About URL Normalization
A URL generally points to a web page, an image, a CSS file, or anything else on your site. All this different kind of content is called a resource.
While we crawl your websites we have to handle a lot of different URLs and this is far from easy. For the geeks: It means handling everything according to RFC 3986. For the rest of you: It means understanding your URLs, especially being able compare URLs and determine if two URLs could be considered equivalent.
Lets start with some simple examples:
https://www.example.com/ https://www.example.com/index.html https://www.example.com/path?a https://www.example.com/path?a= https://www.example.com/path?a&b https://www.example.com/path?b&a
When you crawl as many websites as we do, you'll notice that the first and last example are quite common. In all examples we have two different URLs. However in most cases those URLs lead to exactly the same resource and show exactly the same content. The problem is "in most cases". It is quite easy to write code that handles the two URLs differently. Due to the nature of this you would need to access both versions to be sure they identify the same resource.
So why is this a problem?
If you can't be sure that two URLs are actually showing the same resource, you'll have to crawl both. And that is exactly what search engines like Google do.
We setup tests for equivalent URLs and studied what major search engines crawled. The result: They crawled every single URL!
However: Once they have verified that the equivalent URLs show the same resource they handle them as a single resource.
But this of course consumes crawl rate, which means, crawlers spends less time on your other, considerably more important URLs. So you might end up with only a portion of available URLs being crawled and indexed.
So how bad is it?
The worst case scenario is a combination of the last two examples. A "=" could be applied to every parameter and all the parameters could additionally be reordered. Here is the number of URLs you can get for a single URL depending on the number of parameters:
1 => 2 2 => 8 3 => 42 4 => 264 5 => 1,920 6 => 15,840 7 => 146,160 8 => 1,491,840 9 => 16,692,480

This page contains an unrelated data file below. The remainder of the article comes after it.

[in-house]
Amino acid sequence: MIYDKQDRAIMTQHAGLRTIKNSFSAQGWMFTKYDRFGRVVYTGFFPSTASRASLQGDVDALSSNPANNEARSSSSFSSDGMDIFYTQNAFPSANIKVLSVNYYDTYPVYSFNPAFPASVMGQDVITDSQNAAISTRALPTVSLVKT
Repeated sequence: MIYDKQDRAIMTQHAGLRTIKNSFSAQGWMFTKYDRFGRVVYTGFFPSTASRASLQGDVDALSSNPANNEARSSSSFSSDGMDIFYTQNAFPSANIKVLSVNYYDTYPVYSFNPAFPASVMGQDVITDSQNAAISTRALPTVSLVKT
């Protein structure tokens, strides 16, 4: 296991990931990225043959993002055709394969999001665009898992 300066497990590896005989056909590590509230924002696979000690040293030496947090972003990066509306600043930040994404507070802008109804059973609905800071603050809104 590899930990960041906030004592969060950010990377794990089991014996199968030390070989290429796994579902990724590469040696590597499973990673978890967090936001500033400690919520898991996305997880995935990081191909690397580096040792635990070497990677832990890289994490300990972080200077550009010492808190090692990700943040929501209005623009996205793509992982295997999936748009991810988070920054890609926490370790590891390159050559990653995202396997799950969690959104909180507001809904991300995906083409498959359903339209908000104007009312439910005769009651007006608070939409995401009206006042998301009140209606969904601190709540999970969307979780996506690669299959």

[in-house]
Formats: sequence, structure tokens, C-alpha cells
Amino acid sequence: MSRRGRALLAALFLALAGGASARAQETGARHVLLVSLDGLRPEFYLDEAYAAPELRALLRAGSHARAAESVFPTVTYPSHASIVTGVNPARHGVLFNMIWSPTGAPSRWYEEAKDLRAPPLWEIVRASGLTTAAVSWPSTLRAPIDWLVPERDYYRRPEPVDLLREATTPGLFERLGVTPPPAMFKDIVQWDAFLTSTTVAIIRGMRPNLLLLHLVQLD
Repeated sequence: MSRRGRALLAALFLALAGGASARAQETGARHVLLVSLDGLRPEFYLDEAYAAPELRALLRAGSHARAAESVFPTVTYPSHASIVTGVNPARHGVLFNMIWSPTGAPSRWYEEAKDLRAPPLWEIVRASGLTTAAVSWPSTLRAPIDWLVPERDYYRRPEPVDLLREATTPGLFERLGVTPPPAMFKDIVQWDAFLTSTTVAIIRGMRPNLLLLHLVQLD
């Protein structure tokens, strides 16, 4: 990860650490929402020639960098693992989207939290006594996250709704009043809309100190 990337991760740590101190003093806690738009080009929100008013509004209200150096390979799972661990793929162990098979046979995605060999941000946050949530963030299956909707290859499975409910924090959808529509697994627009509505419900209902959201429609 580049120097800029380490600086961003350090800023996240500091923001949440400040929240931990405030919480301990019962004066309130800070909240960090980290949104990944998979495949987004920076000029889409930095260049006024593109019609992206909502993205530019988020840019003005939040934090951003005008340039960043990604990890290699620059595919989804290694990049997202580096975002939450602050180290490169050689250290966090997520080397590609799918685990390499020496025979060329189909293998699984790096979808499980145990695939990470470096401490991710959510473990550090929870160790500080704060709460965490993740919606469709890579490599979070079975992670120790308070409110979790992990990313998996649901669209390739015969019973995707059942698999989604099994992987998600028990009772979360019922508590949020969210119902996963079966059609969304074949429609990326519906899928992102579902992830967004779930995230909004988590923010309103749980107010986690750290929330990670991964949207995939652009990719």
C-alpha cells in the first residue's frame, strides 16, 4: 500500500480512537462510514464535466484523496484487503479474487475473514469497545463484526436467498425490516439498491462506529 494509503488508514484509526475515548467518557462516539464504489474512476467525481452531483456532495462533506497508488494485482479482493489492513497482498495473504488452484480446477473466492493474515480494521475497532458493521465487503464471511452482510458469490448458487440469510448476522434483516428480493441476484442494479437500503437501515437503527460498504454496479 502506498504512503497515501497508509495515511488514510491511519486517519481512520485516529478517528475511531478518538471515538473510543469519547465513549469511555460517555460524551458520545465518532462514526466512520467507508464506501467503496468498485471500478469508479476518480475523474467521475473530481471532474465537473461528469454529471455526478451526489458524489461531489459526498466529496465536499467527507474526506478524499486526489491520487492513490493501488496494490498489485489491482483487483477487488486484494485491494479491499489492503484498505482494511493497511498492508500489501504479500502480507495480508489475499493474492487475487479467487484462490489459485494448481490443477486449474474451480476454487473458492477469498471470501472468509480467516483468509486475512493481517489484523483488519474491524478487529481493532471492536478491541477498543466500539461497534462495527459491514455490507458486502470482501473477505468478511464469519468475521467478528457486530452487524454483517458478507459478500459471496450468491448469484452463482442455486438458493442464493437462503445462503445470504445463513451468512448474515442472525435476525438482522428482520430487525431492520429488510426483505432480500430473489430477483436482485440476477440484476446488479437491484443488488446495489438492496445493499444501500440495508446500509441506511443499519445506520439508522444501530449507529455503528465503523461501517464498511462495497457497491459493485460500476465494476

For geeks: This is a problem of permutations and calculates as n!(Σ(1..n) + 1) for n parameters.
Whenever you use URLs with parameters you should make sure those URLs are only accessible in a single normalized version e.g. with alphabetically ordered parameters. Whenever you detect an access to a non normalized version you should redirect to the normalized version.
How Audisto deals with this
While sometimes duplicate content is created accidentally, often it is just because the same URL may be expressed
in more than one way. For example
https://www.example.com:80/path always will refer to the same
This is where URL normalization kicks in. It defines a set of rules to transform one URL into another, making them easily comparable. URL normalization is defined in RFC 3986. These rules are implemented by Audisto, but can in parts be turned on or off.
Audisto URL normalization modes
Project, crawl and monitor settings offer two URL normalization modes:
- None: Just basic normalization rules are applied, semantics are not changed. Not all of RFC 3986 is implemented.
- Full: RFC 3986 is applied completely and additionally some semantic changes are done, like ordering query parameters.
If the URL normalization is set to None, only the most basic normalization rules are applied:
- Resolving Paths
Within a URL ,
/../have special meanings, because they refer to the current or parent directory. Audisto correctly resolves these path elements.
- Encoding Special and Non-ASCII characters
Within a URL , only a small set of characters are allowed, such as letters, digits and some special characters like an underscore or a hyphen. Everything else has to be encoded using a percent sign and a two digit hexadecimal code. This also holds for a space. Audisto does these automatically.
- Removing Default Ports
Both the HTTP and the HTTPS protocol have a default port assigned, which is 80 in case of HTTPS and 443 in case of HTTPS. Audisto strips this ports, if they are part of a URL .
- Non-empty Path
Audisto always sets
/as path for HTTP and HTTPS protocol, if no path was given.
- Lowercase Host and Protocol
Audisto always turns the host and the protocol of a domain to lower case.
If the URL normalization is set to Full, a lot more rules are used to normalize URLs. Some of these rules are changing the semantics of a URL , so that the normalized URL is - in a strict sense - not the equivalent to its source. However, given a moderately sane backend implementation, in real live the normalized URLs can still be considered equal.
- Decoding Encoded Allowed Characters
Characters that are allowed within a URL , such as letters and digits, should not be decoded at all.
- Removing Double Slashes In Path
A double slash usually is interpreted as a single slash, so Audisto strips it. This, however, is a semantic change!
- Sorted Query Parameters
Audisto sorts all query parameters by name and value. This is a semantic change.
- Space Becomes Plus Sign In Query
Within a query, a space can be decoded both as
%20- like in the path - and as
+. The later is used for HTML form submission, like in POST requests using the mime type
application/x-www-form-urlencoded. Audisto will always turn
%20and spaces into a
Within a path,
%20is left untouched.
- Drop = In Query Parameter If Empty
For query parameters, Audisto drops the equal sign, if there is no value. This is a semantic change.
- Drop ? If Query Is Empty
For an empty query Audisto drops the question mark. This is a semantic change.
Audisto allows to detect similar URLs during crawling. This is enabled by default. A URL is considered similar to another if both result in the same URL after full normalization.
Therefore, similar URL detection will not work if URL Normalization Mode is Full.